Each selected student will undertake the “Zerotha Foundation Program.” The first project will include: guiding you in reproducing an already existing paper without code. Later, we shall see how things go for you and if both have time. Zerotha is a pre-stage of any formal research, and involvement in Zerotha is entirely informal. Here, the idea is to train you in the preliminaries of research methodology- that is it. Usually, our students spend at least 8-12 months on the initial project. Please note, Zerotha students do not work with mentors in any collaboration (e.g., research articles) for an open-source project until they finish the two-phase foundation program. All mentors are also working full time in different organizations and can only allocate a few additional (voluntary) hour(s) on Saturday for mentorship (that too, not regularly). However, we take full responsibility of your effort and time, too. Hence, students are expected to be self-disciplined and you will get full support from us. Unfortunately, if you are looking for quick success or fast research pace, Zerotha is not for you. We still believe in the old-style research learned from our professors, which is slow and has all the time to discuss ideas, with no pressure to be a SotA.
Following are the key points of the foundation program:
- First Phase:
- The student will be part of a dummy research setup on a mutually agreed topic.
- In the first two months, a student will be assigned to open Github issues from ongoing research projects by different research groups.
- Students will then read papers in two-three related areas. You will then work to reproduce one-two papers and note the findings (little things/issues)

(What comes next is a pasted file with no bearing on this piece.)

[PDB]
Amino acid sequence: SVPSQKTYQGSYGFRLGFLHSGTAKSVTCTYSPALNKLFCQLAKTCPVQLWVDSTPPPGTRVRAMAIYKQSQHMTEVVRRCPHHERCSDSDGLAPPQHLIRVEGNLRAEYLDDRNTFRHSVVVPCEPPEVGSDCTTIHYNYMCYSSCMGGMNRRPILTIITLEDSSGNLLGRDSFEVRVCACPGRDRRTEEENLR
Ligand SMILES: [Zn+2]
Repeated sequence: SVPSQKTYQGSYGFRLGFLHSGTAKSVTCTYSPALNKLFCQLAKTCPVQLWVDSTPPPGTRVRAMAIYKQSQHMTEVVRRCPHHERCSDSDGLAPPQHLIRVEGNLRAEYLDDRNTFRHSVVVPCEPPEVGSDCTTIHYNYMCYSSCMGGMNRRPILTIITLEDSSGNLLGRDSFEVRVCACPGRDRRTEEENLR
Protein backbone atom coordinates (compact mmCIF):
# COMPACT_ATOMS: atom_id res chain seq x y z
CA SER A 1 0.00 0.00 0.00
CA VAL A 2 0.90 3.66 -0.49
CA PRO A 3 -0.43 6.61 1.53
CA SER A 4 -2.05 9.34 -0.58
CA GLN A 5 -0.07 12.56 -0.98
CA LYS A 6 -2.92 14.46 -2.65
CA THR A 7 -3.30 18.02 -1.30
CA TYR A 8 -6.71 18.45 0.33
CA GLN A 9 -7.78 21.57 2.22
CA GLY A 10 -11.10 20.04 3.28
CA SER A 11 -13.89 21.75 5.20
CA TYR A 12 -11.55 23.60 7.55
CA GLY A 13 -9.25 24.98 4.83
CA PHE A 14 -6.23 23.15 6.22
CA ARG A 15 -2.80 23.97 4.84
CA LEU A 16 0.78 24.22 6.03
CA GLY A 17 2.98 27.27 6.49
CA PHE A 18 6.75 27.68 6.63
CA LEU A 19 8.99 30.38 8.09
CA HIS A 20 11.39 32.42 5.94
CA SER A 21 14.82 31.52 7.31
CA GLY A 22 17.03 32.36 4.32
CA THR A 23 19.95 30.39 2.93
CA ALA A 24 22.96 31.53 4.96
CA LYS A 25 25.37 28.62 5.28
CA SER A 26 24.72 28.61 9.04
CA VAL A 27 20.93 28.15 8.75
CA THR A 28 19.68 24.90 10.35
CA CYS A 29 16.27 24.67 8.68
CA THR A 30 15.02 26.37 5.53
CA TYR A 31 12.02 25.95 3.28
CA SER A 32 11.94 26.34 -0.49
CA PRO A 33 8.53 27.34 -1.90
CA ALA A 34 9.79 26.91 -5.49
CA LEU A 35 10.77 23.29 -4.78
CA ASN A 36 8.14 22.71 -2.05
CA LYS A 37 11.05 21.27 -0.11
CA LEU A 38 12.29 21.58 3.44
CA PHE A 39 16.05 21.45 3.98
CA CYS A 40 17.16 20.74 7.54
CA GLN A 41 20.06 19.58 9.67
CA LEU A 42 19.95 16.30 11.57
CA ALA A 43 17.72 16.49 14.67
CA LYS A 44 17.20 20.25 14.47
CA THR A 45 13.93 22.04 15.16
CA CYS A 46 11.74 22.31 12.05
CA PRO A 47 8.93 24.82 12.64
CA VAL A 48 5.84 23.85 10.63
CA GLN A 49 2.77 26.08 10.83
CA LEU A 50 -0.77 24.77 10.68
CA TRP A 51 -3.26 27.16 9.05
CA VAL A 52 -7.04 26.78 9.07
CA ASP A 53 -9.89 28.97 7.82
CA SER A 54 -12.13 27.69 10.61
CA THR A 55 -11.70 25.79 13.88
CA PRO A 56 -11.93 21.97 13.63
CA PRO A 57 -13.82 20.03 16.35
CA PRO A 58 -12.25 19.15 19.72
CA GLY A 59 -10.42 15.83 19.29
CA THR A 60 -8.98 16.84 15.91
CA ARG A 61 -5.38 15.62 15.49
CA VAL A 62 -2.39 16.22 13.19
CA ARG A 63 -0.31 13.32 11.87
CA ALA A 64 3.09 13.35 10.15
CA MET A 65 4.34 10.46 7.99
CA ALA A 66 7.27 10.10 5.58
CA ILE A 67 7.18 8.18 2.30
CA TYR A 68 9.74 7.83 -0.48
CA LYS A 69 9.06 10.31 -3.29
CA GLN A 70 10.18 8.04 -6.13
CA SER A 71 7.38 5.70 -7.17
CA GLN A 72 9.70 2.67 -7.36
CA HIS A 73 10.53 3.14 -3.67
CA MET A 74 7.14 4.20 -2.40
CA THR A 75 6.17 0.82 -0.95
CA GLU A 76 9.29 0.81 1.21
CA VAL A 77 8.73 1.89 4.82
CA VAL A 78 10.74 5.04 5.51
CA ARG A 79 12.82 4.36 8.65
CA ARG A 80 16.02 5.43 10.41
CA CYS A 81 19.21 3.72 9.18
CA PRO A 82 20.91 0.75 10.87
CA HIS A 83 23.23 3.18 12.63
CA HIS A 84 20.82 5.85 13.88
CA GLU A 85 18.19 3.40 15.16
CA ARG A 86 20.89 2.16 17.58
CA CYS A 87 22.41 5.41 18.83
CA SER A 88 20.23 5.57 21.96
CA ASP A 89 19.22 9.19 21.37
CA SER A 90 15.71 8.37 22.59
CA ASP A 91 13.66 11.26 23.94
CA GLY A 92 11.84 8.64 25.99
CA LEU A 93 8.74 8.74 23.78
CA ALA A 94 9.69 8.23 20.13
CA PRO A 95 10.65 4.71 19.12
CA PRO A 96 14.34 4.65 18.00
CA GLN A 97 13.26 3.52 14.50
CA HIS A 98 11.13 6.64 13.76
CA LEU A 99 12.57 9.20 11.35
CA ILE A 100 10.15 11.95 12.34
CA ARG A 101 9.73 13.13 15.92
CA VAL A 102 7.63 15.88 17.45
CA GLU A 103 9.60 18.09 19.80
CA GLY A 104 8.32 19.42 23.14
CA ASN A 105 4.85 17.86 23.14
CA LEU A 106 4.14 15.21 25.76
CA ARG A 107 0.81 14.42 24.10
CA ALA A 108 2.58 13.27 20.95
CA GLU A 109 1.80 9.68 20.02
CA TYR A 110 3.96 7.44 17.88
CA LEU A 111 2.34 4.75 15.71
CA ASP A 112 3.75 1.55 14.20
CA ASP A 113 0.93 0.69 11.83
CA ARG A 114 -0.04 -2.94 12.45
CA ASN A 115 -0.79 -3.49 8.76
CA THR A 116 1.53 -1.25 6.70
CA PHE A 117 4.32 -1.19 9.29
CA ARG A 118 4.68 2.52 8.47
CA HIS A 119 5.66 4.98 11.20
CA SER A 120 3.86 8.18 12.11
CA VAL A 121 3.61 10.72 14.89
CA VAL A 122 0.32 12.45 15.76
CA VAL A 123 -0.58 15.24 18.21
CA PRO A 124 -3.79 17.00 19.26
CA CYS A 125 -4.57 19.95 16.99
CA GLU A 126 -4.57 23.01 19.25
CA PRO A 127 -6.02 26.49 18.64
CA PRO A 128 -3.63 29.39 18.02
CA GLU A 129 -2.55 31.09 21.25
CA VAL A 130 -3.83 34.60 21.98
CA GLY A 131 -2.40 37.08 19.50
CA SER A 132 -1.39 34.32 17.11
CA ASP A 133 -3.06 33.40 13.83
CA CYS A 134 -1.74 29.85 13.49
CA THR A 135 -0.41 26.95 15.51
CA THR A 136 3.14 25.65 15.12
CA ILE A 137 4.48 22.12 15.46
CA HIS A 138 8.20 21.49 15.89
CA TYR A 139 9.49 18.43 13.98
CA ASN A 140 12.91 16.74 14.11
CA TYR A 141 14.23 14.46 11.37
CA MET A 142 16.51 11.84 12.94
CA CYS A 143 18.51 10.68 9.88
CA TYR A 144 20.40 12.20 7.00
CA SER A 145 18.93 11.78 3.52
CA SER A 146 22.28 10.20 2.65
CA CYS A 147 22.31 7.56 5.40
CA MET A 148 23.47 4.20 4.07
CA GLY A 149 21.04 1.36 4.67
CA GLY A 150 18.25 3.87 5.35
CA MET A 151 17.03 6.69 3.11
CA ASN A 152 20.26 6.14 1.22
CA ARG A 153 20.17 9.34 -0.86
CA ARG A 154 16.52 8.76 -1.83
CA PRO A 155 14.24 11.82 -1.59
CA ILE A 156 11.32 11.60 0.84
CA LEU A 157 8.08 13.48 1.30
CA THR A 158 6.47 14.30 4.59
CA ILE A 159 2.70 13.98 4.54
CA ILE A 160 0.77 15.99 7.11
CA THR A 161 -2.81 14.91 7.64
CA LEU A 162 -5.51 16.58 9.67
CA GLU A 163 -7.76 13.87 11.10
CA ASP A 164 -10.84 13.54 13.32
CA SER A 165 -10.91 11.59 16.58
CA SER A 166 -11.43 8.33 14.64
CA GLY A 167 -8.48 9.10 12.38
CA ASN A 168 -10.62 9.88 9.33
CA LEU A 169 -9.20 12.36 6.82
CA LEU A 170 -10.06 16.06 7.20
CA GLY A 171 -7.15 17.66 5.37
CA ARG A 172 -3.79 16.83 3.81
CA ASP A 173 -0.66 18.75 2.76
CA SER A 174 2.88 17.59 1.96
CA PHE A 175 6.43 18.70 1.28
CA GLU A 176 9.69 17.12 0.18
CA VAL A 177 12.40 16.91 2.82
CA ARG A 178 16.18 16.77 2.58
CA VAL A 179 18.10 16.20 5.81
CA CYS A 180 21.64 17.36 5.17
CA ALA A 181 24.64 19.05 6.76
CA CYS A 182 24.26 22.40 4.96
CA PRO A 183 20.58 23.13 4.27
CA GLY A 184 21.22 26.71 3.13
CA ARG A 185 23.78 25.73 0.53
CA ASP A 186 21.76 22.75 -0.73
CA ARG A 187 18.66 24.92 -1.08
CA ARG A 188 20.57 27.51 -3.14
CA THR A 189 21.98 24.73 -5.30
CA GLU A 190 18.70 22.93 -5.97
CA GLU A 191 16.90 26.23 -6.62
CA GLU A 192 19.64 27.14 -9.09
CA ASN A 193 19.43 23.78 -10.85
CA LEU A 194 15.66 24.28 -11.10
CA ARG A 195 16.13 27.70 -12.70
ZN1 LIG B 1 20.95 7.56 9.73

- After reading the literature and reproducing codes, the students will write a 5-page summary of their findings (ACM or ACL format).
- 90-95 percent of the student drop out in the first phase.
- The first phase normally takes 3-4 months.
- Second Phase:
- Mentors will select one of their already published papers in the domain of student’s interest. We maintain a 1:2 (student:mentor) ratio.
- The Students will be taught about the fundamentals of research: mentors will help the student understand why they did this work, giving their reference list to let the student read related papers. Mentors will then teach how they wrote different sections in the paper, their research hypothesis, and how they formalized it. Help the student in reproducing the work, why to chose a particular research setting, why only Adam optimization? Why a particular dataset, etc.- all the little things which are implicit. The student will work on re-implementing the work after understanding the idea. We focus a lot on problem identification rather letting you solve a pre-defined problem. Hence, the primary goal of the Zerotha program is to make you a “problem identifiers.” We believe that once you start identifying the right research problems, you will be able to solve them with your technical skills.